Rob Tarbell and Douglas Boyce
October 27 – November 11, 2012
Opening Reception: Saturday, October 27, 6 – 9pm
Live Performance at 7pm
White Box is pleased to present Bird-Like Things in Things Like Trees, a multi-media collaboration between visual artist Rob Tarbell, and composer, Dr. Douglas Boyce. The project encompasses new paintings and drawings, glass horns producing video and/or sound, a live performance of an original musical composition, and the projection of a spatialized audio loop in the exhibition/performance space.
Tarbell and Boyce conceived this collaborative project while at the Virginia Center for Creative Arts in southwestern France during the summer of 2010. While living in the new environment, both artists were struck by the heightened presence of birds, and since neither artist had ever embarked on mimetics, the “birds” became the vehicle to trace their daily encounters and bring them into their artwork. The experience and subsequent musical, audio, and artwork can be understood as ‘speculative ornithology’.
The exhibition opens with the acoustic musical work performed live by chamber orchestra, Harmonious Blacksmith, within the exhibition space displaying the paintings and drawings. For the remainder of the exhibition, the spatialized sound system creates an audio installation by playing a continuous loop of an abstracted version of the live performance. The spatialized sound system distributes all or portions of the music inside a 360 degree perimeter.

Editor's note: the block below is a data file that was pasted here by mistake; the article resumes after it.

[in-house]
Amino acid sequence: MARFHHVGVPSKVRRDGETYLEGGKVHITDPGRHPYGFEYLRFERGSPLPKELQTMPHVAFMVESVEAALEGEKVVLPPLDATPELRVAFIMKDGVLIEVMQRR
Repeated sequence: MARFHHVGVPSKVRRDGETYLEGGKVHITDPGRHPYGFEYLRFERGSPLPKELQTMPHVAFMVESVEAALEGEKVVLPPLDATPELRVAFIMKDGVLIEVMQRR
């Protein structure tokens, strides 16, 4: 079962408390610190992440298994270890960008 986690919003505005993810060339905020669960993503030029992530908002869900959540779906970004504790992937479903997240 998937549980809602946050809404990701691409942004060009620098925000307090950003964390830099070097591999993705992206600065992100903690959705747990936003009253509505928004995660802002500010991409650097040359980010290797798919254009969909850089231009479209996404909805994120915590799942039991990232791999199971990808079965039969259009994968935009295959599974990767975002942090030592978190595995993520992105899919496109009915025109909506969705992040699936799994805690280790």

Aesthetically the musical works will continue the timbral and aleatoric explorations of Douglas Boyce’s recent work, 102nd & Amsterdam. (Listen on www.douglasboyce.net under Athenaeum > Listening.) The ensemble will consist of harpsichord, cello, and recorder. Rather than reducing the experience of a sighting to either pure sound or simple visual observation, the audience is invited to experience a particular line-of-light in a specific place and particular moment in musical time.
With Bird-Like Things in Things Like Trees, Rob Tarbell’s interest lies in fabricating immediate yet elusive objects. The work is dependent on projected and reflected light. For instance, with the panels, sides or splits emit a bounce of pinkish-orange light. With the shaped canvases, light initially passes through the ink and reflects off the under layer of mirrored mylar, creating patterns and echoes of the ink image on the polyester surface. The mirrored glass horns reflect the surrounding environment while projecting sound and images through concealed speakers and pico projectors embedded within.
For more information, email firstname.lastname@example.org